Unlike your camera mine has no metal insert inside the wooden box (your camera seems to have a 'mirror chamber' - if that is a good name for it?). One advantage for me in this arrangement was that I could work on the shutter without fitting the mirror. I was able to slip it in and out of the mounting rails fairly easily with the camera assembled and so I actually left it out most of the time so as not to damage it.
I also had a new mirror made by Scientific coatings a few weeks ago... they only charged me £15 for mine, though
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The Ruby name isn't to do with the shutter as TP made various Ruby field camera, and Ruby enlargers as well. They did make a Ruby with a focal plane shutter that's rather like a Speed Graphic.
I've now found 7 variations of these Ruby Reflex cameras in adverts all but the early pre-WWI backed up by cameras on Ebay (there may be more) and I now think mine ws possibly made womewhere between 1921 and 1924. There's a pattern to the changes. One advert states the Ruby Relex has a new improved shutter. They were also sold under the Salex & Zodel brand names
This evening I had a good play with the shutter mechanism and it should run very smoothly now, when it came it was almost solid. I've written my name and the date of restoration on the mirror box in pencil below an original TP pencilled number.
I guess it's time to make the new shutter curtains, I've just bought two more TP roller blind shutters, and have a couple of others to restore from Europe and South America, so a it makes sense to make them all at the same . If you want a set FOC let me have the dimensions (only widths are critical).
I'd love to find a trashed Ruby Reflex camera and just have a working shutter/mirror box on display, they are remarkable technology for something desinged over a century ago.
Restoring this old reflex camera is a remarkable and interesting learning curve, if I can get some help (the wifes away abroad) I'll video how the shutter works before I re-install it.
I got the impression the Shutter was a 'Ruby' shutter from the earlyphotography website:
They give the impression the early TP focal plane shutter was the 'Unit' and the later design the 'Ruby'. Doesn't mean they're right, of course. I wonder if it is like Ford cars? 'Zetec' started out as a type of engine, today it refers to the trim level, regardless of what engine you have... And how many Ford Escorts have there been, which look nothing like each other and have no interchangeable parts? I think once a manufacturer has registered some brand names and got them known, they like to recycle :-)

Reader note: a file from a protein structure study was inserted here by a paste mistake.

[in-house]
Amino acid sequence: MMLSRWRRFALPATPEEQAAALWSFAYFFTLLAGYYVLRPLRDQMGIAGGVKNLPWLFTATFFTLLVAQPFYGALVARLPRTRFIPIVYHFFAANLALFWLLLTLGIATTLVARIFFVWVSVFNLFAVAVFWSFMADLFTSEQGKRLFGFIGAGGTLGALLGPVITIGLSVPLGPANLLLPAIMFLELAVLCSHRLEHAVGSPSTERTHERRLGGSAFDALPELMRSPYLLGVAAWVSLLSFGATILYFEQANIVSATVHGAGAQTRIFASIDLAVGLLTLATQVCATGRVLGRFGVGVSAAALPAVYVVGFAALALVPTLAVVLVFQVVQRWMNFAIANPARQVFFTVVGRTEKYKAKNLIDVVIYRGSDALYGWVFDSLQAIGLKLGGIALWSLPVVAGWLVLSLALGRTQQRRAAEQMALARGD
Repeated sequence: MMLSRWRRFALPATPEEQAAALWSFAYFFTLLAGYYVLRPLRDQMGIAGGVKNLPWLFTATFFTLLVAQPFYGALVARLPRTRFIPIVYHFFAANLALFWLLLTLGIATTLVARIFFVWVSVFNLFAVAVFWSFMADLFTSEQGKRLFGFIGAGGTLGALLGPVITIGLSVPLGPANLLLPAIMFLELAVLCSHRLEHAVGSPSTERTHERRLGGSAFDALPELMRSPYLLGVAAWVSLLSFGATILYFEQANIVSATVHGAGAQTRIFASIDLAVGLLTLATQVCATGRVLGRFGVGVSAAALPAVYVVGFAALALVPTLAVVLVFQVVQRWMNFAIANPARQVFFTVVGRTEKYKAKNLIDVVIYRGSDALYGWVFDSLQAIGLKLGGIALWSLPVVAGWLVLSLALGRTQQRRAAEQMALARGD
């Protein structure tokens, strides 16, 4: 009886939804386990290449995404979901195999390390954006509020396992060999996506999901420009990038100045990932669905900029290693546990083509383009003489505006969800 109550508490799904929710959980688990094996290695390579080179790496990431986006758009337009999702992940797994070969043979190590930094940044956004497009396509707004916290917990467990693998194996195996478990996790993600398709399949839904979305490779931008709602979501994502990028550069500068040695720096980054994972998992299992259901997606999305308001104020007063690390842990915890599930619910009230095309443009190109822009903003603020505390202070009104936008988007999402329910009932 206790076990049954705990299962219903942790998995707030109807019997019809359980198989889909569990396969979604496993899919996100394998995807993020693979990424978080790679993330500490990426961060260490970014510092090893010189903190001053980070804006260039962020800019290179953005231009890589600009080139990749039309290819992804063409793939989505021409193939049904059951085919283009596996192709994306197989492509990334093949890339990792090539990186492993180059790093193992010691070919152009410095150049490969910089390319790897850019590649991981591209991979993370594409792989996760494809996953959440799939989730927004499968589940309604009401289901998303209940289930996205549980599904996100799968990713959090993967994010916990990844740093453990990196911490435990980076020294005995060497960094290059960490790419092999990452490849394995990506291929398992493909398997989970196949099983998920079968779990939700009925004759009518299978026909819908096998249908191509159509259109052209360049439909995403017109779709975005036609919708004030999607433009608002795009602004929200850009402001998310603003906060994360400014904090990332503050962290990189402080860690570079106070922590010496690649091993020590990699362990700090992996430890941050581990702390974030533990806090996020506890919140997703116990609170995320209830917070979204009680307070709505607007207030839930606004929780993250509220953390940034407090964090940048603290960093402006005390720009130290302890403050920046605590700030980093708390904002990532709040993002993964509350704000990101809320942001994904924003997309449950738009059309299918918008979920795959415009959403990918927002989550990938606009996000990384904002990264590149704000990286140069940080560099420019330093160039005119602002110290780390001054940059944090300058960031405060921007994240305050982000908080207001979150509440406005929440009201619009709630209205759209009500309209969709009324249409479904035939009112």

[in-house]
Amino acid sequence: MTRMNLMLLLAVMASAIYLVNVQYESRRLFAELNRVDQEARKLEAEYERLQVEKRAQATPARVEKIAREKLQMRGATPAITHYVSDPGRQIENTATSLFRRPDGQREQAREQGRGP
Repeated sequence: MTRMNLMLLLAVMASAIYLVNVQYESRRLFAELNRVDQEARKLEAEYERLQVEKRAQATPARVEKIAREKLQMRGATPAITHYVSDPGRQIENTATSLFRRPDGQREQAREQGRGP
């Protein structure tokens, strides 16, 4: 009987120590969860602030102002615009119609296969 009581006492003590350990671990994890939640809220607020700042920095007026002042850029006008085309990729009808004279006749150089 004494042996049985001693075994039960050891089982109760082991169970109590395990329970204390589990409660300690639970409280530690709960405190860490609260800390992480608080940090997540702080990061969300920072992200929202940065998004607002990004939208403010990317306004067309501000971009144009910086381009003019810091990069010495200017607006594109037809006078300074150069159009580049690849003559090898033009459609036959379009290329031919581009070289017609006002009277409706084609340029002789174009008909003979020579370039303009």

Anyway, if you haven't seen the site have a look. It is a good site with some close ups of shutter mechanisms.
Your wife is away abroad? Oh, luxury! No wonder you can make so much progress so quickly! Now, I am jealous. Do you think she would take mine with her?
I'll PM you about shutter cloth.
I've used the earlyphotography site quite a bit to identify cameras but on this occasion he's got it wrong. The Unit shutter was available at the same time as the shutters in the Ruby Reflex and in fact was improved with the introduction of "The Thornton-Pickard New 1910 Patent Unit Focal Plane Camera Sets".
Many of their cameras could be supplied with this new Unit shuttter fitted including the Royal Ruby, Special Ruby etc but these weren't Relex cameras. The older Unit shutters had adjustable tension, like the T&I and used the same ratchet shutter speed indicator (as my Avatar), so needed two adjustments one to wind and re-tension the shutter, the other to adjust the tension to change the spped. The 1910 Unit shutter is similar to our Ruby Relex cameras, one winding key, they still used the key in 1921 but by 1924 it was a radio style knob.
So in 1910 there's also the new Ruby Reflex with the newer "Unit shutter".
The camera still looks the same in a 1921 advert. So I guess what the site owner calls the Ruby shutter is just in fact the newer type of Unit shutter.
I haven't found the right lens for the camera yet Umut, but then I've not really looked hard either. I will fit a British 6" lens in a sunken mount though which is what it would had originally.
It does appear that TP started calling the Unit shutters Ruby shutters by the mid 1920's.